« They paint a picture of how the ideal criminal looks, » Mensah said.

« I’m always in a hoodie, sweats and I’m a big guy. If you see me walking down the street in all black, you’re thinking what is this guy up to? It just sucks. »

Solutions involve police and communities

Even though the practice of arbitrary police street checks has been restricted, some young men said they still feel targeted. 

« Personally, I don’t feel like I’ve really been served and protected by the police, » Adjei said.

« There’s this fear that I think has been embedded in my community. »

Instead of feeling innocent until proven guilty, Louis Mensah said he usually feels guilty until proven innocent whenever he is stopped by police. (Olivia Stefanovich/CBC)

Even though they have had many negative experiences, they don’t call the situation hopeless. 

The young men shared possible solutions before taking to the stage on Saturday at a public speaking event. 

« There’s some great cops, » said Ebenezer Oteng, a 27-year-old who grew up in Toronto’s Jane and Finch neighbourhood. 

« I could be driving, bumping my music, look at an officer and I bump my head and they bump back. It’s a respect thing. »

Tolu Atkinson, 26, said he was given a Slurpee coupon by a police officer in Vancouver for wearing safety equipment while he skateboarded as a child. The experience remains a good memory. He hopes police forces across the country can adopt similar positive practices. (Olivia Stefanovich/CBC)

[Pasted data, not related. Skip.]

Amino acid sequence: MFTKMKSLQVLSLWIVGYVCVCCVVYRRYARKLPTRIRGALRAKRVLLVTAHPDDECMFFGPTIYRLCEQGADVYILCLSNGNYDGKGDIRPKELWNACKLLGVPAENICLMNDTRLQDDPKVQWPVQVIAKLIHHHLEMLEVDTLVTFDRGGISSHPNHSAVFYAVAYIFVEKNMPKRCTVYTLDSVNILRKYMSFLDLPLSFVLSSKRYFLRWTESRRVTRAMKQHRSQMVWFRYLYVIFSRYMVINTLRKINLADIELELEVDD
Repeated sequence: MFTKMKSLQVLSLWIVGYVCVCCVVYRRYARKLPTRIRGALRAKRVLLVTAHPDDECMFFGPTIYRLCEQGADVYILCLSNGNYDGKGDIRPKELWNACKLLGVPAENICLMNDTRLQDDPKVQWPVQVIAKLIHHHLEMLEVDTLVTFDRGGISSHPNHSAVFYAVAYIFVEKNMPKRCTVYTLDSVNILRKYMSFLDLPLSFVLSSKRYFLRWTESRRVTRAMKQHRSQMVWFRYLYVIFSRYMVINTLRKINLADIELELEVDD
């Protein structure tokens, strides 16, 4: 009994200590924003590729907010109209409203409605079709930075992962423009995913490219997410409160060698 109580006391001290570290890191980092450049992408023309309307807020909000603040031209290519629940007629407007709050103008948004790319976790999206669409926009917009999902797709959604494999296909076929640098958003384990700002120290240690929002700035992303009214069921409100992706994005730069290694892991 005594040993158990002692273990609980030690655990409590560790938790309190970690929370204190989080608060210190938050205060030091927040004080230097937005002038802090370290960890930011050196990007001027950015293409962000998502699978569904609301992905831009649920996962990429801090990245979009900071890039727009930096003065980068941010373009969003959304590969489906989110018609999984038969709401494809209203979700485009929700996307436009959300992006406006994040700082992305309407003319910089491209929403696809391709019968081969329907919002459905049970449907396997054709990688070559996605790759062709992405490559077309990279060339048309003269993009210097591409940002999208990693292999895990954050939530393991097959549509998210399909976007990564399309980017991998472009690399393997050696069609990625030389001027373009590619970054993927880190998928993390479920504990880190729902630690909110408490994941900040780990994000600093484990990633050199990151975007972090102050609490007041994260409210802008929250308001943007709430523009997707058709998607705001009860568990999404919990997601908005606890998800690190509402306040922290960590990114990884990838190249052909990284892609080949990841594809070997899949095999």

But Oteng admits not everyone feels comfortable even saying « Hi » to officers due to fears of getting pulled over, which is something he would like to see changed from both sides. 

Youth mentoring

Jeffrey Saah, 28, said he has been stopped by police multiple times, and thinks the practice of carding should be flipped on its head. 

« If police are supposed to be public servants, then they should almost be like mentors to people in the community, » Saah said.

« Maybe they should have a case load of five to 10 youth or more, where they actually go to them. They actually speak to them. They actually go to events with them. »

The young men embrace on Dec. 8 to lend each other support at a public speaking event. (Olivia Stefanovich/CBC)

Tolu Atkinson, 26, wants to see more police outreach work. 

When he was a child, he said he was given a Slurpee coupon by a police officer in Vancouver because he rode his skateboard with safety gear.